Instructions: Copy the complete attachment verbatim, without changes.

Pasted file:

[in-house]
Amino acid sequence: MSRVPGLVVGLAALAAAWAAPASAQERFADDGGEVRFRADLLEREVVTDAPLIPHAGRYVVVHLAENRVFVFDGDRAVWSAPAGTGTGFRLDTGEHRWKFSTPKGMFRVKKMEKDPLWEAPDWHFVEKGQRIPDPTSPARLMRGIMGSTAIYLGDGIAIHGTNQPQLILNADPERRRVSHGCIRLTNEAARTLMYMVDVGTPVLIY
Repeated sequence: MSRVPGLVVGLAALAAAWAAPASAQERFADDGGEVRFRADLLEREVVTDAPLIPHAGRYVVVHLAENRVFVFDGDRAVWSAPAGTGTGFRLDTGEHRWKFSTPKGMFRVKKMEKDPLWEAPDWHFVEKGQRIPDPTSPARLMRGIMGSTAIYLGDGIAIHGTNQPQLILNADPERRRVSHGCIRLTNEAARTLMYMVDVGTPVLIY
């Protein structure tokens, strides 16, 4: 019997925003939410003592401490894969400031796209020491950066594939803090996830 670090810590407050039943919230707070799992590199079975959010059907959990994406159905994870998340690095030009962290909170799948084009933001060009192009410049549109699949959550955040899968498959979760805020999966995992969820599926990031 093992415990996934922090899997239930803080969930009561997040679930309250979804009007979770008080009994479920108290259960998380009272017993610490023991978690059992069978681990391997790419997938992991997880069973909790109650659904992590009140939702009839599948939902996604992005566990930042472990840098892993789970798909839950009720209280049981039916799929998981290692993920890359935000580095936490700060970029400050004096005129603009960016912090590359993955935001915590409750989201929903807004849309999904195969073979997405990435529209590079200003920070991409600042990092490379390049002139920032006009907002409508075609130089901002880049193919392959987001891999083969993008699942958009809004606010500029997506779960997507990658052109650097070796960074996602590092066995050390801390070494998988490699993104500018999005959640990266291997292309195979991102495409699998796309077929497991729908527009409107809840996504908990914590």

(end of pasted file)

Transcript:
[in-house]
Amino acid sequence: MSRVPGLVVGLAALAAAWAAPASAQERFADDGGEVRFRADLLEREVVTDAPLIPHAGRYVVVHLAENRVFVFDGDRAVWSAPAGTGTGFRLDTGEHRWKFSTPKGMFRVKKMEKDPLWEAPDWHFVEKGQRIPDPTSPARLMRGIMGSTAIYLGDGIAIHGTNQPQLILNADPERRRVSHGCIRLTNEAARTLMYMVDVGTPVLIY
Repeated sequence: MSRVPGLVVGLAALAAAWAAPASAQERFADDGGEVRFRADLLEREVVTDAPLIPHAGRYVVVHLAENRVFVFDGDRAVWSAPAGTGTGFRLDTGEHRWKFSTPKGMFRVKKMEKDPLWEAPDWHFVEKGQRIPDPTSPARLMRGIMGSTAIYLGDGIAIHGTNQPQLILNADPERRRVSHGCIRLTNEAARTLMYMVDVGTPVLIY
């Protein structure tokens, strides 16, 4: 019997925003939410003592401490894969400031796209020491950066594939803090996830 670090810590407050039943919230707070799992590199079975959010059907959990994406159905994870998340690095030009962290909170799948084009933001060009192009410049549109699949959550955040899968498959979760805020999966995992969820599926990031 093992415990996934922090899997239930803080969930009561997040679930309250979804009007979770008080009994479920108290259960998380009272017993610490023991978690059992069978681990391997790419997938992991997880069973909790109650659904992590009140939702009839599948939902996604992005566990930042472990840098892993789970798909839950009720209280049981039916799929998981290692993920890359935000580095936490700060970029400050004096005129603009960016912090590359993955935001915590409750989201929903807004849309999904195969073979997405990435529209590079200003920070991409600042990092490379390049002139920032006009907002409508075609130089901002880049193919392959987001891999083969993008699942958009809004606010500029997506779960997507990658052109650097070796960074996602590092066995050390801390070494998988490699993104500018999005959640990266291997292309195979991102495409699998796309077929497991729908527009409107809840996504908990914590």